Any depiction that takes Mrs. Lincoln as the nutty nuisance, the bothersome drag on the forgiving Mr. Lincoln, distorts their quarter-century of impassioned partnership. So does any portrayal that misses Mary’s ongoing public engagement after Abraham stopped soliciting (or even listening to) her political judgments.
Goodwin’s engrossing Team of Rivals devotes only a few pages to Mary, but it gives Kushner and Spielberg all the evidence they’ll need to show that this long marriage kept being renewed by mutual fervor for politics and public service.
Mary and Abraham had both fallen for Henry Clay’s Whig politics long before they fell for each other. They fell for each other in part because of their shared political vision. Once in the national capital, she sought out new ways to exercise her political passions. After Willie’s death, she poured herself all the more intensively into one of them: hospital work.
As historian Michael Burlingame points out in his biography Abraham Lincoln: A Life (vol. II, p. 495), “she won [occasional newspaper] praise for ‘the generous devotion with which she has tenderly cared for the sick and wounded soldiers.’” Praise came from her husband too, writes Burlingame: “Lincoln gave her $1,000 out of his own pocket to buy Christmas turkeys for the hospitalized troops and helped her distribute them.”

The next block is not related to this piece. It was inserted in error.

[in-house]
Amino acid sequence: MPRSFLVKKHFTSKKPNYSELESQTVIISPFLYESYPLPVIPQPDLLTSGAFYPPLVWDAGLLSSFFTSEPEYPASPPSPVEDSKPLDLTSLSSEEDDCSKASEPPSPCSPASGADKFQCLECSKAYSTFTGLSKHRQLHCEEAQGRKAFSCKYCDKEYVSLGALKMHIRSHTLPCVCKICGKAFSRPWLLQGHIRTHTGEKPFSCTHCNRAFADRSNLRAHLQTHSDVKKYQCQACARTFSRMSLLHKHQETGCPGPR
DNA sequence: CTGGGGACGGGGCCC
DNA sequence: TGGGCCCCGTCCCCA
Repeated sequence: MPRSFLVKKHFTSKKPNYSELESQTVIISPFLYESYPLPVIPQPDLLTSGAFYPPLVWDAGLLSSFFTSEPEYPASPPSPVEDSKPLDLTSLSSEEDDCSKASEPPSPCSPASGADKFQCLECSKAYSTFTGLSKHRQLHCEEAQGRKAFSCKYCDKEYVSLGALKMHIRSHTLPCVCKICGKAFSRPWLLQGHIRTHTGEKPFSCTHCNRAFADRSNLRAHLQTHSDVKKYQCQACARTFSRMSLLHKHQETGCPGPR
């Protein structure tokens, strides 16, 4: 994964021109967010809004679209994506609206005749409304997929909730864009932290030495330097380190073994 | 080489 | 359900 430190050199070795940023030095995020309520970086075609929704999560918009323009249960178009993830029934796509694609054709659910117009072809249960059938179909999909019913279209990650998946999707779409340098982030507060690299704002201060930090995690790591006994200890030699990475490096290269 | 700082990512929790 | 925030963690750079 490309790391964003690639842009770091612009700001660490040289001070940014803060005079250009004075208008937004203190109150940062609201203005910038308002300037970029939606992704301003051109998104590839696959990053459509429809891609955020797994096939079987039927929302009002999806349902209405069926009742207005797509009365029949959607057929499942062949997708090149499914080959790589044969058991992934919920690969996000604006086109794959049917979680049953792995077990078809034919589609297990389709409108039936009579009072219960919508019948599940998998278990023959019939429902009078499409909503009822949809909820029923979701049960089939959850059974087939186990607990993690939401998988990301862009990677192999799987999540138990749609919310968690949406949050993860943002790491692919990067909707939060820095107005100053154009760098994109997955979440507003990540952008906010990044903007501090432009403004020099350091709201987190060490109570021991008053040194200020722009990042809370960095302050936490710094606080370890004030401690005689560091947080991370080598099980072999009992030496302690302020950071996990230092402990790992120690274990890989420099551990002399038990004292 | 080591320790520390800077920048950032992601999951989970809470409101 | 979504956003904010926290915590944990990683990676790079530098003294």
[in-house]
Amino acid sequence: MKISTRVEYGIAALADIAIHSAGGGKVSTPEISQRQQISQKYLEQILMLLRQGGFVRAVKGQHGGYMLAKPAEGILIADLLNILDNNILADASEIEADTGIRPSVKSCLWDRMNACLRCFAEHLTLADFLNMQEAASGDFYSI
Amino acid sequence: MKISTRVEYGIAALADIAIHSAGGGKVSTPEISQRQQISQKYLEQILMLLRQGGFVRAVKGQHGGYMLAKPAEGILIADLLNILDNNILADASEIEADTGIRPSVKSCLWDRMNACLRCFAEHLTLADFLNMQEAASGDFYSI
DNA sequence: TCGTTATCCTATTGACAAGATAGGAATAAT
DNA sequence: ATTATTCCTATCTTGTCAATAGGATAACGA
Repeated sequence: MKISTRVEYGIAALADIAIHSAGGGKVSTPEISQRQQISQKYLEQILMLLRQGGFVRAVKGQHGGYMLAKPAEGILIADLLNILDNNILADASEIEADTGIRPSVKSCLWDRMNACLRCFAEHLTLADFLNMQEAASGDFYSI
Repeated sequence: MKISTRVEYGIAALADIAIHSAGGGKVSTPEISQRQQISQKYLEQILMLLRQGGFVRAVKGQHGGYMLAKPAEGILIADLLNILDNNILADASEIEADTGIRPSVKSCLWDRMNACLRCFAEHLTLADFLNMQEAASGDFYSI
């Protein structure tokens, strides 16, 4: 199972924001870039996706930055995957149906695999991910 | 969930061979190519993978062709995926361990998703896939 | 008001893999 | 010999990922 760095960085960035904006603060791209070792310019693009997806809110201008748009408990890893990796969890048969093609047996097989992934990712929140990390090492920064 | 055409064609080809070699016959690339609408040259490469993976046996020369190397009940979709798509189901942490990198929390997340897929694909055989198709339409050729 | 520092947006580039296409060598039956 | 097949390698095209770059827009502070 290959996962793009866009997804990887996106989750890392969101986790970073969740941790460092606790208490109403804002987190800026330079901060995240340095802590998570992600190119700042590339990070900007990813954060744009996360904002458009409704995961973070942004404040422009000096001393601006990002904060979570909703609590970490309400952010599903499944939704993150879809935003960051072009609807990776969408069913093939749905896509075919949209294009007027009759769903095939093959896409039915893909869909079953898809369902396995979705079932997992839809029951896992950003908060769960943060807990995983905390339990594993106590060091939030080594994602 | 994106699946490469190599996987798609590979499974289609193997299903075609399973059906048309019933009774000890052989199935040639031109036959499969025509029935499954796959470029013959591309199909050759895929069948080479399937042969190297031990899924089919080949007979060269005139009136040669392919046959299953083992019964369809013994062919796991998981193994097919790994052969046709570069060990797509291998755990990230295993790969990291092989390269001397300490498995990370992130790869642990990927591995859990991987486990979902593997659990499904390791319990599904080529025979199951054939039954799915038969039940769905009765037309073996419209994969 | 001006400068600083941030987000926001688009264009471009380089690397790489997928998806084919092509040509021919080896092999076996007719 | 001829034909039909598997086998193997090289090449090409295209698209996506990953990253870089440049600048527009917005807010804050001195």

Catherine Clinton (Mrs. Lincoln: A Life, p. 196) observes that Mary “visited the hospitals two or three times a week,” undeterred by what one newspaper called “the fear of contagion and the outcries of pestilence.”
In Team of Rivals (p. 457), Goodwin notes that Mary brought the men “baskets of fruit, food, and fresh flowers . . . to mask the pervasive stench of disinfectant and decay.” She sat down beside them to write letters to their families. One young man learned who she was only after the letter bearing her signature had been delivered.
Urged by Lincoln secretary William Stoddard to curry general favor for her labors, Mary stuck with relative anonymity, having found, as Goodwin writes, “something more gratifying than public acknowledgment (p. 459).” She got the reward of registering firsthand the soldiers’ devotion to her husband and their fidelity to the Union cause.
In Lincoln, Spielberg and Kushner have the rare chance to give us the Mary who made her husband proud alongside the Mary who made him fret. The Lincolns collaborated in family building and public service. She shored him up even as she weighed him down. He let her find new purpose even as he left her aside, to embark on a presidential calling all his own.
A film centered on civilian leaders in wartime cannot attempt a full treatment of the Lincoln marriage. But it can let Sally Field signal a fully human Mary, courageous as well as distraught.